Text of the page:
By: Thomas Lingard
Earlier this month, the USPTO announced the new Fast-Track Appeals Pilot Program. Under this program, for a small fee, an ex parte appeal may be advanced out of turn. The stated target of the USPTO is to issue a decision within six months from the date the petition is granted. The goals of the Program are clear – speed up the appeal process for certain appeals. However, based on the low barrier to entry, what is unclear is why anybody would not apply for this Program. In reality, it is likely that the fastest practitioners and inventors will be the ones to take advantage of it.
The Program is available for utility, design, or plant nonprovisional applications. The petition form outlines five requirements:
- Fill out the proper form
- Have an existing appeal for which a docketing notice has been issued
- File the $400 fee
- The appeal at issue is not treated as special
- The practitioner has power of attorney
The USPTO is limiting the number of appeals entered into the Program to 500 total and 125 per quarter, which represents approximately 8% of new appeals per year.
The published statistics of the PTAB indicates that the average pendency of an appeal is about 15 months, depending on the technology center. Thus, this Program strives to produce a decision approximately 9 months faster than average.
Appeals are expensive. In addition to over $3,000 in filing fees for a large entity, they often involve thousands of dollars in legal fees, easily reaching over $10,000. Compared to these amounts, the relatively small $400 petition fee makes applying for this program a no-brainer. Because of the extra time and expense involved in an appeal, inventors typically appeal their most important cases. If an appeal is important enough to spend $10,000 on, then it is important enough to spend an extra $400 to get an answer faster.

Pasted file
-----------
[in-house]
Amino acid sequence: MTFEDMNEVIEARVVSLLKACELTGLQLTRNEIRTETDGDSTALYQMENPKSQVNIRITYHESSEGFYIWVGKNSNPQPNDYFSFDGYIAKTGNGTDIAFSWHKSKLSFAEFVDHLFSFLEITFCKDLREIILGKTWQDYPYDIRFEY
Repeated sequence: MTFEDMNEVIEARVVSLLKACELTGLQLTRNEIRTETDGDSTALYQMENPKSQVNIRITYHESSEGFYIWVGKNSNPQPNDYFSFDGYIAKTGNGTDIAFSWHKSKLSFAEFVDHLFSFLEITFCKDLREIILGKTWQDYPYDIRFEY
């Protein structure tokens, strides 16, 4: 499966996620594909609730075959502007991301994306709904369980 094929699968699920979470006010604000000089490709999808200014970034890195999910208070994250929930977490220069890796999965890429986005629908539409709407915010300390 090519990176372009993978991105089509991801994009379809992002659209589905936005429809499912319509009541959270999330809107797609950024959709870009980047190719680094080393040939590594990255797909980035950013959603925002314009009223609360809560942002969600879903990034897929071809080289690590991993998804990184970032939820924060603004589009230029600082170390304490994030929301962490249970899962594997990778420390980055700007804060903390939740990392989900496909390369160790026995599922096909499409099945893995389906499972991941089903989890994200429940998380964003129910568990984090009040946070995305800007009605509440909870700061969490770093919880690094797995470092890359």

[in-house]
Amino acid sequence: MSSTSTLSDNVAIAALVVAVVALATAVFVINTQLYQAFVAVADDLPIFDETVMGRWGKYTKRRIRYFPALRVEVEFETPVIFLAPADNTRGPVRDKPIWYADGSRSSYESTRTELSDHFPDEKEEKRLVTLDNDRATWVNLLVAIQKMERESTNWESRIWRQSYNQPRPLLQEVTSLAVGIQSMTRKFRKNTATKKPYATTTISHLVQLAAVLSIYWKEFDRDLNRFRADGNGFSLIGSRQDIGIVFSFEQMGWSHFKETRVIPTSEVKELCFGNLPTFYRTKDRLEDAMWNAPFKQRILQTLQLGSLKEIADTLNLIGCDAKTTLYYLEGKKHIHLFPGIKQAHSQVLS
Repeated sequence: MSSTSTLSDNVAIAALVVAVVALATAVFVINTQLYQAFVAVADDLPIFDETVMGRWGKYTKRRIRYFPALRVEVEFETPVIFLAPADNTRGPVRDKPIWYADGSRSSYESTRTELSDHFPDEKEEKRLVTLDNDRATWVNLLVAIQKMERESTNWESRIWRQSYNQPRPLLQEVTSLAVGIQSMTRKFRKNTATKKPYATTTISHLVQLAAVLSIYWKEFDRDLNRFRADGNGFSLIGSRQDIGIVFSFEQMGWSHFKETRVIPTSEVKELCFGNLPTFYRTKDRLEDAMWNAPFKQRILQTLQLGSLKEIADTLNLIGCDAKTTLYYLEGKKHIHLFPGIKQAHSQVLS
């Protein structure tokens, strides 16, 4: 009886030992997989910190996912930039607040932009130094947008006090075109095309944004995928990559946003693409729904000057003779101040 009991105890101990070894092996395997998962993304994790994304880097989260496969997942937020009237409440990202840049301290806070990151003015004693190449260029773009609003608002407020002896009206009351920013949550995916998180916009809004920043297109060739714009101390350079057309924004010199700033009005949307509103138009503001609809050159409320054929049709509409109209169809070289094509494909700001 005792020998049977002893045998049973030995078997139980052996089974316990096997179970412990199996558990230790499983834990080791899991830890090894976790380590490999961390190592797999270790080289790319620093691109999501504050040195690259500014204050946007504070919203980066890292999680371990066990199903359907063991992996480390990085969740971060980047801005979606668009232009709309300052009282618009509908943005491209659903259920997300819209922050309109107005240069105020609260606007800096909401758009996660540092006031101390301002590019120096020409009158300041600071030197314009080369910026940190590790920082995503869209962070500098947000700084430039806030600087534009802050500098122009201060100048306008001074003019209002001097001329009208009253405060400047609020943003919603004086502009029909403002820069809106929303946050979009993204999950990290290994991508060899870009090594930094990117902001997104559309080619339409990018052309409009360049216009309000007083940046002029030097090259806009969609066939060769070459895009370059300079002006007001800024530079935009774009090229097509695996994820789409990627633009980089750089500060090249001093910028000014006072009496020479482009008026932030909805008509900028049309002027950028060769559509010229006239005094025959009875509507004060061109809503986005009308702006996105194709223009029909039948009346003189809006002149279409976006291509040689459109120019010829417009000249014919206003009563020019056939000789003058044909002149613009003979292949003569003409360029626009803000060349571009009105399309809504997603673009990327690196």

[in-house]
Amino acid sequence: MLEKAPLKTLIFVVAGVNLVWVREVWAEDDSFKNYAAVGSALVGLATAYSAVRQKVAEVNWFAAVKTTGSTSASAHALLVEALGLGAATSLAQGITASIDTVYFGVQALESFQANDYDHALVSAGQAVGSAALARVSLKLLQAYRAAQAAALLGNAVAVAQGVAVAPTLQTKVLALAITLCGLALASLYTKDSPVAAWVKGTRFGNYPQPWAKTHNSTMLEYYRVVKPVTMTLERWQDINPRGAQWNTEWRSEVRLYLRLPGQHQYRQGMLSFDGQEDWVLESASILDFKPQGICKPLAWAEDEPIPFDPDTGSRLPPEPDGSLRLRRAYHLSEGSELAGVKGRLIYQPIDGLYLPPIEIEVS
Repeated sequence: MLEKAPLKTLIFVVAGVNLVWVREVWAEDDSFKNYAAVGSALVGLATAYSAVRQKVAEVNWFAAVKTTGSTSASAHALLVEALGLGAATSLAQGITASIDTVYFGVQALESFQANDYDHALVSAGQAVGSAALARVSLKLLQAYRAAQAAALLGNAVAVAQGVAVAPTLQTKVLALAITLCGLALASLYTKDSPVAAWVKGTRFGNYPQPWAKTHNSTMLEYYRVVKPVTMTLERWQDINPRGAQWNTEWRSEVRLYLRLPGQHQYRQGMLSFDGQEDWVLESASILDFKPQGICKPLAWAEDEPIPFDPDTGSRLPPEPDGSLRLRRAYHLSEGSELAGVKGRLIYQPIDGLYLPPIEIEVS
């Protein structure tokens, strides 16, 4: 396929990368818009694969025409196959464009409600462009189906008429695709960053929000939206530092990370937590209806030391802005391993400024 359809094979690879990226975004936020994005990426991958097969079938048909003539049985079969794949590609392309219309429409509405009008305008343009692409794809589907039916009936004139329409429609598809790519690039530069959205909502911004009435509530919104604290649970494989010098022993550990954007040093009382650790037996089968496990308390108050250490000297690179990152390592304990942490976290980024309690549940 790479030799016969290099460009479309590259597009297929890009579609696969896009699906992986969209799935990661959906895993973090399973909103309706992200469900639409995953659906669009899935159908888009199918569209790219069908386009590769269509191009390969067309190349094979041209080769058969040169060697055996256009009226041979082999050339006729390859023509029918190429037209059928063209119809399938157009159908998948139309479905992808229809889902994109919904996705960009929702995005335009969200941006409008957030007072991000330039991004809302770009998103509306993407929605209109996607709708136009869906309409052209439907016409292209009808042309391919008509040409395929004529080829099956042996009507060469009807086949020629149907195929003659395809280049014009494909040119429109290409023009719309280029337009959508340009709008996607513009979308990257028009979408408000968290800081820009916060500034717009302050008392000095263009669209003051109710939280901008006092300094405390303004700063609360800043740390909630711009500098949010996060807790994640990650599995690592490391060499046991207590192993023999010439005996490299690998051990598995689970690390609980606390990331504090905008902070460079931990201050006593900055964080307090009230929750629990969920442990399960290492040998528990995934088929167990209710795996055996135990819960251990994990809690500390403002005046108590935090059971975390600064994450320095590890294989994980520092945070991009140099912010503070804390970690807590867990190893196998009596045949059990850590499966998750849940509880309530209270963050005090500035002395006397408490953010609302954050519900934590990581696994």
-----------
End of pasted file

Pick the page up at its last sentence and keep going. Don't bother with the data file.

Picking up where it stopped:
This Program is a good step toward more speedy resolution of important appeals. However, because its only real barrier to entry is a marginal $400 fee, there is no real incentive not to apply. The largest limitation of this Program will likely be the cap on the number of accepted appeals.
However, because this program is so cheap, it is likely that more than 8% of inventors filing appeals will want to apply to enter it, easily filling up the 125 cases per quarter. The Program does not really speed up important appeals, but simply rewards the fastest practitioners and inventors to take advantage of it. As the USPTO reviews this Program, it seems likely that the program will be changed, either by increasing the application fee or providing other requirements similar to the existing petition to make special. In the meantime, for any practitioners and inventors that have current appeals, sign up before it’s too late!
Thomas Lingard is a registered patent attorney. His practice focuses on preparing and prosecuting domestic and foreign patent applications in a variety of technological areas. Mr. Lingard has experience in identifying products that potentially infringe his client’s patents, as well as preparing patentability and patent infringement opinions.